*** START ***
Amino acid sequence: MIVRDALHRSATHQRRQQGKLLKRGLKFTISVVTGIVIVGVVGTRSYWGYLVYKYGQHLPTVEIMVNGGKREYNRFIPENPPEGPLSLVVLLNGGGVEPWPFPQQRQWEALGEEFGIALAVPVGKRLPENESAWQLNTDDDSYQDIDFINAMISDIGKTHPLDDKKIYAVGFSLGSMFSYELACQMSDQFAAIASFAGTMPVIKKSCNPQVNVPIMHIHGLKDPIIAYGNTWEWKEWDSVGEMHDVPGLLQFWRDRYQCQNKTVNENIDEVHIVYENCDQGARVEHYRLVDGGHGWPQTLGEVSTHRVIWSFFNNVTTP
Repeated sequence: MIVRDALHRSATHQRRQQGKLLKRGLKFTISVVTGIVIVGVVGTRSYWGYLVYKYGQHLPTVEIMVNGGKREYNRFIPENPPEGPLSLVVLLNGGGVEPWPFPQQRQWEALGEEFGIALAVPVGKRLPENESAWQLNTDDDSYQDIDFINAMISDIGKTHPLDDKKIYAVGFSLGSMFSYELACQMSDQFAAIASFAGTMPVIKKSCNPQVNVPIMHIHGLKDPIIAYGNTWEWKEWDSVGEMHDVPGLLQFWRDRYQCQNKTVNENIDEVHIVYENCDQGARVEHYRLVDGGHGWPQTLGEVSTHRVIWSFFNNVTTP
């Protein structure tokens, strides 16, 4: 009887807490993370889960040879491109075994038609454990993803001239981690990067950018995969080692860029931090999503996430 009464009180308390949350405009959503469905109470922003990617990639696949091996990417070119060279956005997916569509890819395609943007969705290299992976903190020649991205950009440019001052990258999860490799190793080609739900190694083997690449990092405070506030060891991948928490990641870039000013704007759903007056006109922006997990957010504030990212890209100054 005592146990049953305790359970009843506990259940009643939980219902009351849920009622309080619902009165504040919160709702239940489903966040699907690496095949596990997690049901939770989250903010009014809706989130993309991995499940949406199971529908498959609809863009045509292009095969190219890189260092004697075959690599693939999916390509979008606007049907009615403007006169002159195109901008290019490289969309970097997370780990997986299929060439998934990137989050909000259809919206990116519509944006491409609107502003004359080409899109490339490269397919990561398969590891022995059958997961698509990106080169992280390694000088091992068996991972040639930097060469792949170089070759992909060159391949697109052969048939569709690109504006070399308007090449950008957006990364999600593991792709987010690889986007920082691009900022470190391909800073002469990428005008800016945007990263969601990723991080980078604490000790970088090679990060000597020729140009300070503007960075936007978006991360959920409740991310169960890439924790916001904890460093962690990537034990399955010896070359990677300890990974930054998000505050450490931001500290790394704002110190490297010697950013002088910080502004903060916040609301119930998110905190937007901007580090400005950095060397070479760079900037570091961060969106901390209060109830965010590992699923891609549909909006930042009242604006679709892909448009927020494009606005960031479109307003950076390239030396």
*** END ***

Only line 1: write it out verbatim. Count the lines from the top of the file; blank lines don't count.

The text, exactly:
Amino acid sequence: MIVRDALHRSATHQRRQQGKLLKRGLKFTISVVTGIVIVGVVGTRSYWGYLVYKYGQHLPTVEIMVNGGKREYNRFIPENPPEGPLSLVVLLNGGGVEPWPFPQQRQWEALGEEFGIALAVPVGKRLPENESAWQLNTDDDSYQDIDFINAMISDIGKTHPLDDKKIYAVGFSLGSMFSYELACQMSDQFAAIASFAGTMPVIKKSCNPQVNVPIMHIHGLKDPIIAYGNTWEWKEWDSVGEMHDVPGLLQFWRDRYQCQNKTVNENIDEVHIVYENCDQGARVEHYRLVDGGHGWPQTLGEVSTHRVIWSFFNNVTTP